Lake Tahoe is the crown jewel of the High Sierra and a paradise for winter sports enthusiasts. When the snow melts, Tahoe South’s glory continues to shine on thousands of alpine trails. Whether on two feet, two wheels, or four hooves, a venture into Tahoe’s exceptional outdoors will leave you with hundreds of picture-perfect memories.
• Easy // Rainbow Trail // Family-friendly and wheelchair-accessible, the Rainbow Trail is an easy trek that doesn’t skimp on views or on opportunities for wildlife watching. Located near the Taylor Creek Visitor Center and Baldwin Museum at Tallac Historic Site, this 0.6-mile loop weaves through a lush forest and untrampled wetlands.
Keep a camera ready on this gentle stroll—you’ll want to snap some photos at the Stream Profile Chamber. This aquarium-like viewing panel gives a below-the-surface glance into a diverted section of the free-flowing alpine stream. October brings the yearly spectacle of the kokanee salmon run, when the bright red fish number in the tens of thousands on their upstream journey. Regardless of the season, pack a pair of binoculars and a wildlife guide, as this is also one of the best birding locations in the region.
• Intermediate // Rubicon Trail // There is arguably no better view of the awe-inspiring Emerald Bay than from its crystalline shoreline along the Rubicon Trail. Most visitors choose to traverse this trail point-to-point, starting at the Vikingsholm Trailhead and concluding at Rubicon Point. The total distance for this one-way trek is 4.6 miles.
Start with a tour of Vikingsholm Castle, a striking example of Scandinavian architecture, built in 1928–29. From here, the trail follows the cliffy shore on its way to the bay’s entrance. Take a brief side trip at 2.2 miles to enjoy the view from Emerald Point, a favorite among photographers. Return to the trail and take a dip at one of Tahoe’s more isolated beaches. As the trail continues, it gains elevation and passes by a historic lighthouse before heading back down to the parking lot at the Rubicon Point Trailhead.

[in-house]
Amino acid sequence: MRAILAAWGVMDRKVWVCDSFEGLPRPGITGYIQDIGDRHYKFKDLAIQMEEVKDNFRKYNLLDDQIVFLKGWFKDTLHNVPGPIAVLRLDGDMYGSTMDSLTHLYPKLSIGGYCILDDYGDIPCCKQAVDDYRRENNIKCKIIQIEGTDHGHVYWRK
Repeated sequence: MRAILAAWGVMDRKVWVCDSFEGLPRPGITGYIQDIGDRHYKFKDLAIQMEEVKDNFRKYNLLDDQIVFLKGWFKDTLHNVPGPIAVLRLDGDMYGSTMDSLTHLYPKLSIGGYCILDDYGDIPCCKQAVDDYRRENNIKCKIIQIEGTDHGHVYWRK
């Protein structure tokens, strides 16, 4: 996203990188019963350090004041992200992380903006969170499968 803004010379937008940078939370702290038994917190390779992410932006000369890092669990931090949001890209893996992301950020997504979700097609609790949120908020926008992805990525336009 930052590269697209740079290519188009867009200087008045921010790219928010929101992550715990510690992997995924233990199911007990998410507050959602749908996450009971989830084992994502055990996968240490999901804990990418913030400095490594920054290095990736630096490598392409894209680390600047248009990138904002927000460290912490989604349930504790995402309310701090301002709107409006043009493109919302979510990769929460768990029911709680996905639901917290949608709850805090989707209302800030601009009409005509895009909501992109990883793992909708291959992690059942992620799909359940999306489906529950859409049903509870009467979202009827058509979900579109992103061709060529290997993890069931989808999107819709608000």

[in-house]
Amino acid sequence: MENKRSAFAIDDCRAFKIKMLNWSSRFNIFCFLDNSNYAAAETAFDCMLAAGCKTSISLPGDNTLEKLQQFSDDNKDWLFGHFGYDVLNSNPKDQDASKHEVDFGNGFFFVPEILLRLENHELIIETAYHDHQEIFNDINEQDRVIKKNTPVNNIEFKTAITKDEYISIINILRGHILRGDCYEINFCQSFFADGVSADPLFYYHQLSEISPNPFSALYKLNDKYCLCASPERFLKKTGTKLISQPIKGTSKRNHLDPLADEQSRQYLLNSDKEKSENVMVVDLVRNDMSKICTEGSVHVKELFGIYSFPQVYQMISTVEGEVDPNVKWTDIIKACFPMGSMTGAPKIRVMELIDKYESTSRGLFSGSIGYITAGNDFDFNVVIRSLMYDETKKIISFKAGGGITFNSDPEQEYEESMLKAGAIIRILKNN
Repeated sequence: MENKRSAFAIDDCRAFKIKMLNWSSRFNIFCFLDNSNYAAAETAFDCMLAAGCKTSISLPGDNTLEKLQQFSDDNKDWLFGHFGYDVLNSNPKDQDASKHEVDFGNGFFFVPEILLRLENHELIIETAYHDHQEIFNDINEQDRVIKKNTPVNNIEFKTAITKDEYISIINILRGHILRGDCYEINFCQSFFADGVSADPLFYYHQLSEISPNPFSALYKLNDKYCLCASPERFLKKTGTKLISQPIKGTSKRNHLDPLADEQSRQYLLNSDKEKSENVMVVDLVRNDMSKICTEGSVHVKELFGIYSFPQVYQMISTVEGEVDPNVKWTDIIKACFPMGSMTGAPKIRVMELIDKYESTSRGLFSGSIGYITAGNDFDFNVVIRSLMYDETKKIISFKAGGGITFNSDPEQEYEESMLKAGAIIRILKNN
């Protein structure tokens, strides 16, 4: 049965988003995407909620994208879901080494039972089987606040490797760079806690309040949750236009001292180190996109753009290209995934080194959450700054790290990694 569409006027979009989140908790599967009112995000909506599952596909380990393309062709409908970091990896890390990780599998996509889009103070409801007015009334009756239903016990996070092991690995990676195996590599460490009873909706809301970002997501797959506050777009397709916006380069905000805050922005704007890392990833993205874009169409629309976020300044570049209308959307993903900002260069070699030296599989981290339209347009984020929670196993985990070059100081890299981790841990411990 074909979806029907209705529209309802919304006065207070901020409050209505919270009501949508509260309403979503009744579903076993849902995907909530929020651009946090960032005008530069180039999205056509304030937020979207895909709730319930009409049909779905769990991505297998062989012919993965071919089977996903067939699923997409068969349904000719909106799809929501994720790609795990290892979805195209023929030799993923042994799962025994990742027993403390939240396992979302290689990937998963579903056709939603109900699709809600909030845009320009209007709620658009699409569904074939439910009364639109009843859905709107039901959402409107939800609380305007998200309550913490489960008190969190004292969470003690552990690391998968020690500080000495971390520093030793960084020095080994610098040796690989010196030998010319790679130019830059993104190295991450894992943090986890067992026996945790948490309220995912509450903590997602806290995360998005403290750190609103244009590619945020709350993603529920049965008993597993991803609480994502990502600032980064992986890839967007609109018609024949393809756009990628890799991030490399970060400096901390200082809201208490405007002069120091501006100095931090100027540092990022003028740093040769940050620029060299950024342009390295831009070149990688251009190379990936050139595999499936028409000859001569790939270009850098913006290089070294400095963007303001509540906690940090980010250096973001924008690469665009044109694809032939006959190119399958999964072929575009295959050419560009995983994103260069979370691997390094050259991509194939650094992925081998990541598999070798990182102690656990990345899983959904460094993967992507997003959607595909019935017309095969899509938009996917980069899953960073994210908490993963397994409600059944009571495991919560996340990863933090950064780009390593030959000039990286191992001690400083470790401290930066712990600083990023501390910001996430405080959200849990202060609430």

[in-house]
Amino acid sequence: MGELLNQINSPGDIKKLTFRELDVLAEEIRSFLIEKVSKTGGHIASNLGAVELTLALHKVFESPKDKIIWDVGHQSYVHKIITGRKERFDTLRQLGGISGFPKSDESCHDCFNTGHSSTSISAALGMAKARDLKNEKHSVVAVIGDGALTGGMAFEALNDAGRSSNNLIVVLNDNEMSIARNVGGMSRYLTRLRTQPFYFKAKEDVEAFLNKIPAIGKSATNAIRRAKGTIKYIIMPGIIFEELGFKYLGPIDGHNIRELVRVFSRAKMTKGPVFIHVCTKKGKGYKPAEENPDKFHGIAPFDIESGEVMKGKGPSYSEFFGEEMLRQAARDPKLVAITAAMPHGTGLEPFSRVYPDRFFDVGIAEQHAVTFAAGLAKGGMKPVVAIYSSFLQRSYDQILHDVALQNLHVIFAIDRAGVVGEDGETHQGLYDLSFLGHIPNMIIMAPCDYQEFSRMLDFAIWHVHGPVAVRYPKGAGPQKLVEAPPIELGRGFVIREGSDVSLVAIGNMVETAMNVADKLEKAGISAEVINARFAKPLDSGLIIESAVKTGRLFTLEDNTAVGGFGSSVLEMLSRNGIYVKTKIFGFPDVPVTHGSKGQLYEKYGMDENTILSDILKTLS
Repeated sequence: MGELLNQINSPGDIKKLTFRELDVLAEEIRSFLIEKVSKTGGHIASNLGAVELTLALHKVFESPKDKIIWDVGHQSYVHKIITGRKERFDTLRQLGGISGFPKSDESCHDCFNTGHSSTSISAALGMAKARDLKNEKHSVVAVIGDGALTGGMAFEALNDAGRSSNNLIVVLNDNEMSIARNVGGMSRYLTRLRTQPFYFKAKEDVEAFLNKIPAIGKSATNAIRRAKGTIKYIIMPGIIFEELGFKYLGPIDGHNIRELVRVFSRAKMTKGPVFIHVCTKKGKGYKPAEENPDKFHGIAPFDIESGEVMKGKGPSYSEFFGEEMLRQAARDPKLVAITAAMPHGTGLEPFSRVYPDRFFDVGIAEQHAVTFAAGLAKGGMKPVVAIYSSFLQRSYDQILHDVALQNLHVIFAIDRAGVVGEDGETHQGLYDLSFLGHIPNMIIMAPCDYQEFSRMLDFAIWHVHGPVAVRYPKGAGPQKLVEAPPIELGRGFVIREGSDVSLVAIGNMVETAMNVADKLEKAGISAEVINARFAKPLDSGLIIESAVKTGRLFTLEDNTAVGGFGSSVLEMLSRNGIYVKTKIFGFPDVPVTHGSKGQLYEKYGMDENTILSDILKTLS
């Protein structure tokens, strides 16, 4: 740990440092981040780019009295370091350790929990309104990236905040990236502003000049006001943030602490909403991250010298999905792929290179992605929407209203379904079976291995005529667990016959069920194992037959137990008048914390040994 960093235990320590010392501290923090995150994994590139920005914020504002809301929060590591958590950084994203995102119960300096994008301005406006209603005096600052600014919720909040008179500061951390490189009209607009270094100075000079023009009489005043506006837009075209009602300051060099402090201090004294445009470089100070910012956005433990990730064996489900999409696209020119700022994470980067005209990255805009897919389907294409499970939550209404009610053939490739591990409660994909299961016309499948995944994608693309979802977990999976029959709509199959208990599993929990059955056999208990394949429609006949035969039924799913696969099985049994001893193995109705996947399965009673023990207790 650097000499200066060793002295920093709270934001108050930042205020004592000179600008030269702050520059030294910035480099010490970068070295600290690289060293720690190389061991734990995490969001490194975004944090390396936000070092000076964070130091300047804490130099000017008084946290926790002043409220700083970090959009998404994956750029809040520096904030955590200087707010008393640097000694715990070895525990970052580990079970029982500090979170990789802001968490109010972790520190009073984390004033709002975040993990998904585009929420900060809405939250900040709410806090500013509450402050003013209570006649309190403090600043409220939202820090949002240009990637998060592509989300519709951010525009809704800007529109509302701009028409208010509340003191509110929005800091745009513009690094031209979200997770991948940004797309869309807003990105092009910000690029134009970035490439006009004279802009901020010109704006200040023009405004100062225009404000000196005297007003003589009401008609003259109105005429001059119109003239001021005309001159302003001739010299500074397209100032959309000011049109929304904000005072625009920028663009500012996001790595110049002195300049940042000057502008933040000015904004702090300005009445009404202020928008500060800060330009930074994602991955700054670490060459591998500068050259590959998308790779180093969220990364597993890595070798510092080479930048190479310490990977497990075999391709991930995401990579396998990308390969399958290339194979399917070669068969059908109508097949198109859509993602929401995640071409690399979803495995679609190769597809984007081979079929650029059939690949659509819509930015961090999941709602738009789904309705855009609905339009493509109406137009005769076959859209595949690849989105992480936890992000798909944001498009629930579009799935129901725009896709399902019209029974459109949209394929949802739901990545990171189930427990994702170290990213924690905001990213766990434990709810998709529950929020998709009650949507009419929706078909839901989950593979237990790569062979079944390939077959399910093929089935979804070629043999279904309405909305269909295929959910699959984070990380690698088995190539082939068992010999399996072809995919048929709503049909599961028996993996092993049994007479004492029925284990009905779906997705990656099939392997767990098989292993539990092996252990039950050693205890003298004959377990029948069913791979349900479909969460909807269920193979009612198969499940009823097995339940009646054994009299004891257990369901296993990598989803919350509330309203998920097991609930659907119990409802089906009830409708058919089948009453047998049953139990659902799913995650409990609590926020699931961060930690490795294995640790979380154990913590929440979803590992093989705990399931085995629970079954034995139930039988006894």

• Challenging // Rim Trail Connector, Van Sickle Bi-State Park // Intrepid and athletic hikers should certainly try the popular Rim Trail Connector hike. This five-mile, out-and-back trail begins in Van Sickle Bi-State Park, adjacent to Heavenly Village.
The steep route provides panoramic views along the ascent that are worth the workout. After 1.7 miles of climbing from the parking lot, hikers encounter a waterfall—a perfect spot for a snack break. Abundant solitude marks the remaining stretch of the trail as it continues its ascent. At its conclusion, the trail meets up with the Tahoe Rim Trail, a signature route in the region that circumnavigates all of Lake Tahoe.
• Easy // Camp Richardson Bike Path // Biking trips around Lake Tahoe vary as much as the hikes—there are enough flat, paved cruises and daring downhill single track to suit every desire. A great warm-up ride is the Camp Richardson Bike Path, which starts on the west side of South Lake Tahoe and runs parallel to Highway 89 for 3.6 miles one way. The route is almost entirely flat and winds through characteristic evergreen forests of the Sierra Nevada.
Don’t worry about bringing a bike. Anderson’s Bike Rentals is just off the highway, and their fleet includes everything from beach cruisers to full-suspension mountain bikes.
• Intermediate // Corral Downhill // Mountain bikers who are new to backcountry riding should check out the Corral Downhill. It’s challenging for most and a dependable thrill for the experienced. Starting near the town of Meyers, this single track is a heart-pounding 2.2 miles of sharp turns, steep hills, and enough features to make the ride different every time.
• Challenging // Mr. Toad’s Wild Ride // Of the hundreds of miles of single-track trails in Tahoe, none is more iconic than Mr. Toad’s Wild Ride. If Tahoe’s views and altitude don’t take your breath away, this trail will.
The excitement of the ride comes from the 2,500-foot descent in just five miles. Almost immediately, the riding gets technical as bikers negotiate a controlled descent of boulder fields and rock gardens. Though challenging to novices, skilled riders love the innumerable jumps and airtime. The latter two-thirds of the trail softens slightly but continues with hairpin turns and steep drop-offs. This ride takes focus and preparation, making it a true rite of passage for High Sierra mountain biking.
Although intense, the trail is bathed in alpine glory as it whips through forest and meadow and follows Saxon Creek. Not wanting to miss out on the action, hikers also hit this trail for its pristine wilderness.